His ancestors, who hailed from far-flung Chittagong, were, as he loved to flaunt to his friends with a pompous air of superiority, invited to Calcutta by Raja Nabakrishna Deb of Shovabazar. Possibly a couple of years after the Battle of Plassey.
The Battle of Plassey rewrote the history of the subcontinent for sure. However as far as my story is concerned, it marked the emergence of a new class in Bengal. A class of Babus. Diehard Anglophiles. Who took worship of their English overlords to new exalted heights. Fiercely competed with each other on entertaining their masters. The most decadent parties. The finest spirits. The most delectable food. The most graceful nautch girls.
Someone told the Raja of the Mogs.
A lawless race from Chittagong. Who along with the Portuguese had pillaged and plundered villages inland for several centuries. (Such was the ferocious intensity of their raids that even to this day Moger muluk refers to a lawless, anarchic land !!)
So the Mogs arrived in Calcutta as guests to Raja Nabakrishna Deb. To cook for his venerable English guests.
And the experiment was a runaway hit. Prolific cooks the Mogs were, already familiar with the Portuguese palate, before long they had tweaked and adapted, learnt and mastered exactly what would satiate the English masters.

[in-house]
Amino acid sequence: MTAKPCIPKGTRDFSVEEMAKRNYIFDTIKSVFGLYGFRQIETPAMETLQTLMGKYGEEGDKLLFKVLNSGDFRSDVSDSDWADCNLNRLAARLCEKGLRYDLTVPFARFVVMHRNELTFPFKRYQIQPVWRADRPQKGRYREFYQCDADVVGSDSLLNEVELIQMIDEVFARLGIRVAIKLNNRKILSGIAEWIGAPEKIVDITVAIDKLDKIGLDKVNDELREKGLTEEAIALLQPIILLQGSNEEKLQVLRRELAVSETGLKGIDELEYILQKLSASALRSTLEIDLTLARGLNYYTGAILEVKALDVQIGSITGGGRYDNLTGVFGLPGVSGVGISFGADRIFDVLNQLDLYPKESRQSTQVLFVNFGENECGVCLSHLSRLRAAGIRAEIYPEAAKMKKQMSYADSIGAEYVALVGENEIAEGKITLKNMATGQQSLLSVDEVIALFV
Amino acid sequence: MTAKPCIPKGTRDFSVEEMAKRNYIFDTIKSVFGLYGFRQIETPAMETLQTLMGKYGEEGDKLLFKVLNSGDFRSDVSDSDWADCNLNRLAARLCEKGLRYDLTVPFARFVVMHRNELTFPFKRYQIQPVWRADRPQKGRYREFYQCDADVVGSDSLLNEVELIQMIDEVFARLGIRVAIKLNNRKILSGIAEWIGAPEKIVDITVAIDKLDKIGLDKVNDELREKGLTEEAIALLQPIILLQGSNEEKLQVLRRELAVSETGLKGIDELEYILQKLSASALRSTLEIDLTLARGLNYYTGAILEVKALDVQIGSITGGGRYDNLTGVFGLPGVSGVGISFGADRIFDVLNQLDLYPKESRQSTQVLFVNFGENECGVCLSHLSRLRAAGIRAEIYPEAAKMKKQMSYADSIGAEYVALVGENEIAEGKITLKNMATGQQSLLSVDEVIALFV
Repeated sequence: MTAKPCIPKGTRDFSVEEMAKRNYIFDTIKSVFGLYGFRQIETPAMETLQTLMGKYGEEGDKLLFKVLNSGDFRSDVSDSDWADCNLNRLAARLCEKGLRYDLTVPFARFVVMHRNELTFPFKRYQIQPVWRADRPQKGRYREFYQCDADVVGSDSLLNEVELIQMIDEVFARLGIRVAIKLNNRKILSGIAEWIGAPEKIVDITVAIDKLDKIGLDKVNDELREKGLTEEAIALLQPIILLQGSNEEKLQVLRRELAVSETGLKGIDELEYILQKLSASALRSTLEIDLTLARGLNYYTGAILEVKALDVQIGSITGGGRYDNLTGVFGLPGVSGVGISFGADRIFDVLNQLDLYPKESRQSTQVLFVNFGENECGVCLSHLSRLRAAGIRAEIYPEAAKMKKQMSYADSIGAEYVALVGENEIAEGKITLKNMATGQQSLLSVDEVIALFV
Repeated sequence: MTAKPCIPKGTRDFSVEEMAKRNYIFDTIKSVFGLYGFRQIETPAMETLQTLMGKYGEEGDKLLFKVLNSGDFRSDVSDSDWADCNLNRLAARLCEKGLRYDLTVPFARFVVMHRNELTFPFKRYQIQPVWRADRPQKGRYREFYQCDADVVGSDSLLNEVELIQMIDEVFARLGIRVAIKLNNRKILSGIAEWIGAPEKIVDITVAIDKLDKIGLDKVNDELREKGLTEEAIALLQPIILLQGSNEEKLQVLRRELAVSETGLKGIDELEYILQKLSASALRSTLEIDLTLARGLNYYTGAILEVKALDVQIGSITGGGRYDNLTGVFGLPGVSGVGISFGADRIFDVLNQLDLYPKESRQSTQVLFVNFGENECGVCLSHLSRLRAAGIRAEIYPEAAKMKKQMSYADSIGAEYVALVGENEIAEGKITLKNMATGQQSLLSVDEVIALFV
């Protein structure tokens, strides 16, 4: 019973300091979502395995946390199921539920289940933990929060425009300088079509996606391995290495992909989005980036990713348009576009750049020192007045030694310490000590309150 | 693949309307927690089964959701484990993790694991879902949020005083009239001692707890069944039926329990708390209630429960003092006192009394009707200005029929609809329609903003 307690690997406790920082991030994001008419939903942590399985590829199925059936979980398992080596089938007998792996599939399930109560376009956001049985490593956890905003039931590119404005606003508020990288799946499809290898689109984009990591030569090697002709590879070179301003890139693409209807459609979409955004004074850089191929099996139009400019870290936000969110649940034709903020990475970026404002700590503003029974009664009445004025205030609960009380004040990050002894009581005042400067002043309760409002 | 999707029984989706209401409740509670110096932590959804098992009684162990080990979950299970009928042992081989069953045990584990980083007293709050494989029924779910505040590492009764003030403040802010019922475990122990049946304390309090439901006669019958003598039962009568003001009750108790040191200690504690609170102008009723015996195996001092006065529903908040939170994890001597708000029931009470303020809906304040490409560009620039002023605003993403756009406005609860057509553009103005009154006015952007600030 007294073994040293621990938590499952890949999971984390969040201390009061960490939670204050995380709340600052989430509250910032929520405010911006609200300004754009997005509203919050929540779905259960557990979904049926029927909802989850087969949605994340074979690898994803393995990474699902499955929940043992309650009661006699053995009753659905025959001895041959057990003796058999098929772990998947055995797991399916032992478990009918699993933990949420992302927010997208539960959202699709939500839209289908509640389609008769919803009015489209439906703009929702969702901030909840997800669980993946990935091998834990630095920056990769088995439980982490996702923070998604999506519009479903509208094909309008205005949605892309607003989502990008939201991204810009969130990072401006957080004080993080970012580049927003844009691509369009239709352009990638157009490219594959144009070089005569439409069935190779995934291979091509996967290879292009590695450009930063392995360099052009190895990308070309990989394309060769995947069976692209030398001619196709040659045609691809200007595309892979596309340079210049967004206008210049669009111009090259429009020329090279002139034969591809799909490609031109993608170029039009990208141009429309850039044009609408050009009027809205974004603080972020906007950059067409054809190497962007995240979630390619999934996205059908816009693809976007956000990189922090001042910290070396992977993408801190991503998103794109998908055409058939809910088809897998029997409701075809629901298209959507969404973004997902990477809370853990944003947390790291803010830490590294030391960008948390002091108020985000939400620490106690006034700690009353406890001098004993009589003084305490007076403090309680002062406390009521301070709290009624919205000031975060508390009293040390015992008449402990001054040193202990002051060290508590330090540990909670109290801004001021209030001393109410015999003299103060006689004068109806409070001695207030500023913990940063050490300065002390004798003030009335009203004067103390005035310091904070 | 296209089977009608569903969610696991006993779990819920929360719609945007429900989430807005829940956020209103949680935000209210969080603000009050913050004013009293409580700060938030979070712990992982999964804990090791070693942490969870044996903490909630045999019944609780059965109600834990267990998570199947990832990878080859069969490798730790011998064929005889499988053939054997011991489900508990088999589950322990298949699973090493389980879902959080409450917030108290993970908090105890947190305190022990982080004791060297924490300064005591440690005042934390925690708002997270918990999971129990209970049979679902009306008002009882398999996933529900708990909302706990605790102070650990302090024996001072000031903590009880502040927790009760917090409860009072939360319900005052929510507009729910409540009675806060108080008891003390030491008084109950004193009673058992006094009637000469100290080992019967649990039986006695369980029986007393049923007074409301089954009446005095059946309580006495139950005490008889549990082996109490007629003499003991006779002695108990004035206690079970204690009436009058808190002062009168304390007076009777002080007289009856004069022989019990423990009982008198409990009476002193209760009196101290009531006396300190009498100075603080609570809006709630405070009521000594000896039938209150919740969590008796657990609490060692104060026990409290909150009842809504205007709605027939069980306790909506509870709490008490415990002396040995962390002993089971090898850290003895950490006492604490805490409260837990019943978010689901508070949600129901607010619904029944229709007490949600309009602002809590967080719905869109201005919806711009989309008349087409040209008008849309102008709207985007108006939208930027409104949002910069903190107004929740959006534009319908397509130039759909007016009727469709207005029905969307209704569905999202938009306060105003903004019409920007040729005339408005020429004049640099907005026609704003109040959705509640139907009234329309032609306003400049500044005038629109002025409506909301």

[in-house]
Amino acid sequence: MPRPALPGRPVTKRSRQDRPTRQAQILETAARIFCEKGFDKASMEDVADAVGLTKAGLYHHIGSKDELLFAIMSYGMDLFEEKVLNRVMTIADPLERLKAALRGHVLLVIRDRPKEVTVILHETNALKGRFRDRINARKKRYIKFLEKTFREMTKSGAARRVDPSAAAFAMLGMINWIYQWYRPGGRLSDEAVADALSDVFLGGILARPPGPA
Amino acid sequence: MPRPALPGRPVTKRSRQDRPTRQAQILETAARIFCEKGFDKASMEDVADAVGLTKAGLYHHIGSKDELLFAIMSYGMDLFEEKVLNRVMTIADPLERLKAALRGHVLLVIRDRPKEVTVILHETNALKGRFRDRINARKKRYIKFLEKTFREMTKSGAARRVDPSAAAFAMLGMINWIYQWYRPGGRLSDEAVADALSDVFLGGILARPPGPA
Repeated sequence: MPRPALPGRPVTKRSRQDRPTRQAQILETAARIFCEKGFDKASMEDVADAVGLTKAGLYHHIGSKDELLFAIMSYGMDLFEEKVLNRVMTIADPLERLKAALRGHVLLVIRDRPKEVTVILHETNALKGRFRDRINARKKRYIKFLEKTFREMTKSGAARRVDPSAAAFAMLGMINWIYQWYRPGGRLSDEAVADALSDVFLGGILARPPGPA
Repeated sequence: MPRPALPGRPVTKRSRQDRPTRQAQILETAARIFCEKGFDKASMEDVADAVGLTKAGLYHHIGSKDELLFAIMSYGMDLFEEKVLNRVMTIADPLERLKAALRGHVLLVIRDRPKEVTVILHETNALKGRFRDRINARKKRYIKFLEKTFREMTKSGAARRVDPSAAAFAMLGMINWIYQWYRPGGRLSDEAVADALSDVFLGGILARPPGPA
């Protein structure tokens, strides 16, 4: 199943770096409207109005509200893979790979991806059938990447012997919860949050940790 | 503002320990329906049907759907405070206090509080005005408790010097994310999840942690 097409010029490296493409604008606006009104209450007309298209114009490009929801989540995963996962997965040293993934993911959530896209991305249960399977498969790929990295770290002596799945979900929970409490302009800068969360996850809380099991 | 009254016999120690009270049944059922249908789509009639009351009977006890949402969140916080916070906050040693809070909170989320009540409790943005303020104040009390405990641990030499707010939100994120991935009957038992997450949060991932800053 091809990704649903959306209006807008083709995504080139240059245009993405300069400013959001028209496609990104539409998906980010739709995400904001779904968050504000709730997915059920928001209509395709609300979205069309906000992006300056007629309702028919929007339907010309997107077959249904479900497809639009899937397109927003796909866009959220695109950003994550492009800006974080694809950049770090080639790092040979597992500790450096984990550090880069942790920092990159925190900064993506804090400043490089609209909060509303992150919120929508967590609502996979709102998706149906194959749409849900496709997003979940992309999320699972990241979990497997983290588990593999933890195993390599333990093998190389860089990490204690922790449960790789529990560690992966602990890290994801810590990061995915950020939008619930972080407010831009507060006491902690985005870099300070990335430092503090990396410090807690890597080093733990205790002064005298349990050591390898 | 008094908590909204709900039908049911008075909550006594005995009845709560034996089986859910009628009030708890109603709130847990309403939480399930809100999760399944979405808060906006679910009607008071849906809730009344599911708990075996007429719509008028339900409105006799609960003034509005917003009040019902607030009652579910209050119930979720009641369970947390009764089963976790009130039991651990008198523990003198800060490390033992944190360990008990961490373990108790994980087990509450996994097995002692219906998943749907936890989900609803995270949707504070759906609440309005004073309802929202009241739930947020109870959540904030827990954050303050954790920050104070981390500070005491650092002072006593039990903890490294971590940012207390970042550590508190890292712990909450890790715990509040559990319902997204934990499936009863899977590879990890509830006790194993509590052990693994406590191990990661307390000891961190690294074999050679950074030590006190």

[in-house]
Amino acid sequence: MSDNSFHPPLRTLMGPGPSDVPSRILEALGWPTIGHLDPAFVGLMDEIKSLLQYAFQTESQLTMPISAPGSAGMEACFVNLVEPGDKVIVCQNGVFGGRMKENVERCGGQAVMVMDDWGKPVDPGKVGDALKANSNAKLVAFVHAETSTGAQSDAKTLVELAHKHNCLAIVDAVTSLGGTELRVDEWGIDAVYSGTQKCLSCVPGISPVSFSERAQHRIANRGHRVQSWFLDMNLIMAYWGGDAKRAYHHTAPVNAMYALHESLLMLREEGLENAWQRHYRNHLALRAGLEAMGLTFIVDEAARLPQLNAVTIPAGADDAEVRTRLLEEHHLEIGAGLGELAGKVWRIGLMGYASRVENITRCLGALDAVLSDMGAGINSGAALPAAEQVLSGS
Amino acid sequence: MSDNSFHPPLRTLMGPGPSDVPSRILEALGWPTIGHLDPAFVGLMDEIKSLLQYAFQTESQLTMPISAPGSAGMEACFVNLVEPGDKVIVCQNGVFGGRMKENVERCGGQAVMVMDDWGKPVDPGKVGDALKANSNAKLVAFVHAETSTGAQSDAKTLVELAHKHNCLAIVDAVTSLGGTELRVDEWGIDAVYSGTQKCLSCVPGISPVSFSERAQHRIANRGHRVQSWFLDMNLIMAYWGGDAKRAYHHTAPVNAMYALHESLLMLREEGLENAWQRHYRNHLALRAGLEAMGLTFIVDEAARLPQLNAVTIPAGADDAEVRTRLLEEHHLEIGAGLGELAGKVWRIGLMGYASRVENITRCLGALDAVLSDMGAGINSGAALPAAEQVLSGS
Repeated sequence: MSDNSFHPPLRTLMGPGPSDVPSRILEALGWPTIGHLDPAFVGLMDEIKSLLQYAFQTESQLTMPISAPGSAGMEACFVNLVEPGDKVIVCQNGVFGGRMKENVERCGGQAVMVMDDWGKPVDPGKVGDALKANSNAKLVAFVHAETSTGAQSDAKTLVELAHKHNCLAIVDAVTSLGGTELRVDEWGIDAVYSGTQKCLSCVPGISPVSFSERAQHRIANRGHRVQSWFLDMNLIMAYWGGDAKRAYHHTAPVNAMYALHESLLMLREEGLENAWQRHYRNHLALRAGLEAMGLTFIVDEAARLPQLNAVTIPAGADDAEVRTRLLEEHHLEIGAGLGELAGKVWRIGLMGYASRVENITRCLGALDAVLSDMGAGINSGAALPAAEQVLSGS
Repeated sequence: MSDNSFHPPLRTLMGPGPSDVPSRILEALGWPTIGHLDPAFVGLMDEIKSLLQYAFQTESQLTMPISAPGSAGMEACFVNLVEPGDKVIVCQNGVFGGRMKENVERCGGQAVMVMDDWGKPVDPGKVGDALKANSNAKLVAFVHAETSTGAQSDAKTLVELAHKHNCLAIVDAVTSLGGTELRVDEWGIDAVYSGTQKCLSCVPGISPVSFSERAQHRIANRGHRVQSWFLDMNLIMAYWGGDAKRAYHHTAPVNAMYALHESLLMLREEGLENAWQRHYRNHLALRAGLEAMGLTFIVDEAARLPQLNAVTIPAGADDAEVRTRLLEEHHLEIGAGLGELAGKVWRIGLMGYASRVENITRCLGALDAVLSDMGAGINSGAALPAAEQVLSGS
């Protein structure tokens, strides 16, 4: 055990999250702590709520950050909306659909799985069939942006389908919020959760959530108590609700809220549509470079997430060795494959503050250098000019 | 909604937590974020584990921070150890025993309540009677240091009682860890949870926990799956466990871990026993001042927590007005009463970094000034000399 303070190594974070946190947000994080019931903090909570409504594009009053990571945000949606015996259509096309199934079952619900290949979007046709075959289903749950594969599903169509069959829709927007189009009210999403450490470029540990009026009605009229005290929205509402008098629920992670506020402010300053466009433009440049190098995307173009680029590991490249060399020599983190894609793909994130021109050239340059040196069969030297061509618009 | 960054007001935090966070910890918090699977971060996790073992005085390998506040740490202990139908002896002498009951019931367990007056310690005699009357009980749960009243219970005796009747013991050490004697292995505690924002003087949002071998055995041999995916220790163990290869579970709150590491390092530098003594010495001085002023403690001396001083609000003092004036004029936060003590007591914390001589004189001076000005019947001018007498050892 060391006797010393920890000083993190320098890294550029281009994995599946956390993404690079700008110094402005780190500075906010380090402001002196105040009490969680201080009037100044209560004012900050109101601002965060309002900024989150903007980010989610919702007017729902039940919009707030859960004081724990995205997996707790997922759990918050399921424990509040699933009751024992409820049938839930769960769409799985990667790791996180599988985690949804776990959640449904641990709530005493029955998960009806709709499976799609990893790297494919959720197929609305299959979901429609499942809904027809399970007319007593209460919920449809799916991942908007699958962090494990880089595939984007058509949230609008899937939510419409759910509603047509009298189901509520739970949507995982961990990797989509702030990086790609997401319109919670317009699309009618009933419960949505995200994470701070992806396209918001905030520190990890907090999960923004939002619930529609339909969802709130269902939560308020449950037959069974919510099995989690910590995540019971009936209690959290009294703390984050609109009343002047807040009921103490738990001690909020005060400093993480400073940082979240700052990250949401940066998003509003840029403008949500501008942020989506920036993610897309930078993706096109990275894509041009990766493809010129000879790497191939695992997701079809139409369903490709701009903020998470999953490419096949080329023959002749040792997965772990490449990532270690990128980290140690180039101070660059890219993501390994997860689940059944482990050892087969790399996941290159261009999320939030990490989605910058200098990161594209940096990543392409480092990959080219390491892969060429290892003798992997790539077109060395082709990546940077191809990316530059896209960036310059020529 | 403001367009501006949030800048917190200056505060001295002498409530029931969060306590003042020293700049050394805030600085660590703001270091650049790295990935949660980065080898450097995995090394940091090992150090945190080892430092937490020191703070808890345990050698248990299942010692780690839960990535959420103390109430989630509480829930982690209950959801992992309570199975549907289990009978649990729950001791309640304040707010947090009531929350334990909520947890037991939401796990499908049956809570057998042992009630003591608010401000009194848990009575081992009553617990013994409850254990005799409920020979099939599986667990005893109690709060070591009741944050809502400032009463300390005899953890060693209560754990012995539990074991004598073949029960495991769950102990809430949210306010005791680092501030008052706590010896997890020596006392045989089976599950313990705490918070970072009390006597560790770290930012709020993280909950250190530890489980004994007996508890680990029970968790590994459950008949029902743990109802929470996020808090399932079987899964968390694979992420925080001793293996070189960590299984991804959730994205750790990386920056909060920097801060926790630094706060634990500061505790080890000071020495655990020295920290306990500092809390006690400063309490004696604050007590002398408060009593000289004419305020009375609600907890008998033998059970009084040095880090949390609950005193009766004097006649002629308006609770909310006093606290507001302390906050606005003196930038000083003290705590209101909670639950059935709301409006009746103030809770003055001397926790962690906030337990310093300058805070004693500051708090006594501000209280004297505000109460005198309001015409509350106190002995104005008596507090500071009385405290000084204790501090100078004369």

But he was a wicked cook. Whose hands created magic and who learned with a vengeance.
So when the sahib threw the most ostentatious of parties which saw an overwhelming quantum of unconsumed meat, he knew he had to devise a novel way to deal with cold leftovers the next day morning.
Cold meat. Stir-fried with an abundance of chillies. A profusion of onions, enough to let your lacrimal glands go berserk. And tomatoes to moderate whatever they can of the fiendish heat.
Thus was born the Jalfrezi – jhal (hot, spicy in Bengali) frezie / parhezi ( suitable for a diet, in Persian) – Chinese stir-fry techniques in an Anglo-Indian kitchen. Created by the memsahib’s Mog bawarchi to deal with leftovers.
On my Anglo-Indian culinary journey, I cook a mean Prawn Jalfrezi this morning, luscious prawns, stir-fried with onions, tomatoes and an overload of chillies.
Enjoy my Prawn Jalfrezi, it shall leave your taste buds in a trance !!!!
Prawn Jalfrezi, the Anglo Indian Way
- 5-6 medium sized prawns de-shelled and de-veined
- 1 capsicum cut into long thick stripes
- 1 tomato cut into long stripes
- 3 big onions finely sliced
- 2-3 cloves garlic smashed
- 1/2 tsp cumin seeds
- 2-3 dry red chillies coarsely torn
- 4-5 green chilies slit
- 1 tbsp black peppercorn
- 1 tbsp black pepper powder freshly ground
- 1/2 tsp turmeric powder
- 2 tbsp oil
- salt to taste
- Marinate the prawns with turmeric powder and a little salt. Keep aside.
- Heat oil in a pan, when smoking hot, flash fry the prawns, a minute or so, till they just change colour, keep aside.
- To the same oil, add the cumin seeds, red chillies and green chillies. Saute for a minute or so.
- Throw in the garlic, fry for just a minute. Add the sliced onions, cook till they are golden brown.
- Now add the tomatoes, sprinkle salt and pepper. Cook for 4-5 minutes.
- Throw in the capsicum strips, stir-fry for another 3-4 minutes.
- Add the fried prawns, mix well.
- Cover and cook for another 5 odd minutes. Adjust seasonings.
- Serve hot.